Treaty to cut nukes is signed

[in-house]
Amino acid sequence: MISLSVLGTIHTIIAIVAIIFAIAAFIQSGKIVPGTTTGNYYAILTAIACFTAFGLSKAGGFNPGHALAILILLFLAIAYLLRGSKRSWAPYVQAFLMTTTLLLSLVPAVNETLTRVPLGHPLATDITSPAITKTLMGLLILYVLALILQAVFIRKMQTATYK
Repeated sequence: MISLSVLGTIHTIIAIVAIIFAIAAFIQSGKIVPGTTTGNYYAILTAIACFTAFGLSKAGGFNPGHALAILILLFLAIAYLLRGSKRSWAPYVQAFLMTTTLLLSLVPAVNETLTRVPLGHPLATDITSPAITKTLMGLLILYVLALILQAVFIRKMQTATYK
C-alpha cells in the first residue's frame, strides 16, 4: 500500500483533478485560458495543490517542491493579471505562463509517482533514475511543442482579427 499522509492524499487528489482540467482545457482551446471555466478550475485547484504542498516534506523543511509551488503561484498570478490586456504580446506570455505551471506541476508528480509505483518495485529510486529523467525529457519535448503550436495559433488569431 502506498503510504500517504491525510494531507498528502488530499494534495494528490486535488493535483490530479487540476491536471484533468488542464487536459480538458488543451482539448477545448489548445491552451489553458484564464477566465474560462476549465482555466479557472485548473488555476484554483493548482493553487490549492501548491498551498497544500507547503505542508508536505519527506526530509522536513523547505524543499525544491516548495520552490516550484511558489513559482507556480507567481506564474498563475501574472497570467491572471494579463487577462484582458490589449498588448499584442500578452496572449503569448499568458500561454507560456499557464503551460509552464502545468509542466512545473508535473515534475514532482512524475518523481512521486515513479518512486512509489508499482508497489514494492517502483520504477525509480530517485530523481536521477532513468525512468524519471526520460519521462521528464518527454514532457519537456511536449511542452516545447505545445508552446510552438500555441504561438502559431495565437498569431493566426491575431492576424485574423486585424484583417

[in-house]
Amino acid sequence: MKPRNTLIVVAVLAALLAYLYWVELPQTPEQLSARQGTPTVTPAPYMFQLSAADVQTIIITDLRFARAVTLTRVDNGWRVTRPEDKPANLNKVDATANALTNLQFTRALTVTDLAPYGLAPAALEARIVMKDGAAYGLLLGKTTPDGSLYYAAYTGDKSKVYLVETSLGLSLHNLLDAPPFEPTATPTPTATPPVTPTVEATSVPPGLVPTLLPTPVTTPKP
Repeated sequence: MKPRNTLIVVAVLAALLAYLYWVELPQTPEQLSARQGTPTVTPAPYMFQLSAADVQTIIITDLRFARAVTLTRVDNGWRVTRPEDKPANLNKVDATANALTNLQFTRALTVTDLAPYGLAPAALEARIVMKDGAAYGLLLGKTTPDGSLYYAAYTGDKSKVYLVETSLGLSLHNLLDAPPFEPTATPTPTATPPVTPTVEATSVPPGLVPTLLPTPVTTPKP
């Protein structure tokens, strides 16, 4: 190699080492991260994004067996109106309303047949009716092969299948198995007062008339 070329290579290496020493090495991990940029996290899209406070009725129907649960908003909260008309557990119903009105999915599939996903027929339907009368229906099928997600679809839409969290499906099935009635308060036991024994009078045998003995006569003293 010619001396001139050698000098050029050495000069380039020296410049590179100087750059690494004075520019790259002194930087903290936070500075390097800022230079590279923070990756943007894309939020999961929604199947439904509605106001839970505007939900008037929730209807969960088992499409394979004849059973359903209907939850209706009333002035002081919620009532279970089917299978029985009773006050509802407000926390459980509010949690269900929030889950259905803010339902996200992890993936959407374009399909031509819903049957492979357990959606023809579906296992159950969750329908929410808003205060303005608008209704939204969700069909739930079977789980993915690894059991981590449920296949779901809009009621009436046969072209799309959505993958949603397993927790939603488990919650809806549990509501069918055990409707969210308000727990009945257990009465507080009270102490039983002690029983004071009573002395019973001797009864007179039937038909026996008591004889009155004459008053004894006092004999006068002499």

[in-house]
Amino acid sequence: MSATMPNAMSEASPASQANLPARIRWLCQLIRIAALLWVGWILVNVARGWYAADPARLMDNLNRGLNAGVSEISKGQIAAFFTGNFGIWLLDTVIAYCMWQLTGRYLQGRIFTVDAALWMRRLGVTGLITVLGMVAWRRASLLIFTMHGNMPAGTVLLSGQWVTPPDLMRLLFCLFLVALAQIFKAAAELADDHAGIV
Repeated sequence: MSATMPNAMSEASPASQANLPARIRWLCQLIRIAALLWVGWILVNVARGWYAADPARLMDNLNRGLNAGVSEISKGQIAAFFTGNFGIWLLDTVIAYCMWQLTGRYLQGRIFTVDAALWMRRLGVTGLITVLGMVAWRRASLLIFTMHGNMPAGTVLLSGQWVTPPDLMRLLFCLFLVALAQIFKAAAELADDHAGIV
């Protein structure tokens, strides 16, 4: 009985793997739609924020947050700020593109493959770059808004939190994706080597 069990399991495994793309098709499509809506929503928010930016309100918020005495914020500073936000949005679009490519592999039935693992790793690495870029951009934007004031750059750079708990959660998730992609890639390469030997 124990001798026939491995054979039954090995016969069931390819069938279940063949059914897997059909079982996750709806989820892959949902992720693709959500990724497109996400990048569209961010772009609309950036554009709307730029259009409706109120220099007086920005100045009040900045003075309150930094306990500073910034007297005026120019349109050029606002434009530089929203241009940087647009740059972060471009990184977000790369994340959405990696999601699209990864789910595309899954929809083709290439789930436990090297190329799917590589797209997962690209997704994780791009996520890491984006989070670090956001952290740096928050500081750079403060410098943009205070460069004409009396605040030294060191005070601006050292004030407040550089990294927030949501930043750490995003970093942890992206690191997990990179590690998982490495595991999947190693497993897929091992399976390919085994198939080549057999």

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Seeking to end years of rancor, President Barack Obama and Russian President Dmitry Medvedev this morning signed the biggest nuclear arms pact in a generation and envisioned a day when they can compromise on the divisive issue of missile defense. The new treaty, the first of its kind in two decades and nearly a year in the making, signaled a bold new opening in relations between the former Cold War foes. Both leaders hoped for more progress on economic matters and potentially even deeper cuts in their robust nuclear arsenals, while the Russian president still warned of potential pitfalls ahead. The pact will shrink the limit of nuclear warheads to 1,550 per country over seven years. That still allows for mutual destruction several times over. But it is intended to send a strong signal that Russia and the U.S. — which between them own more than 90 percent of the world's nuclear weapons — are serious about disarmament.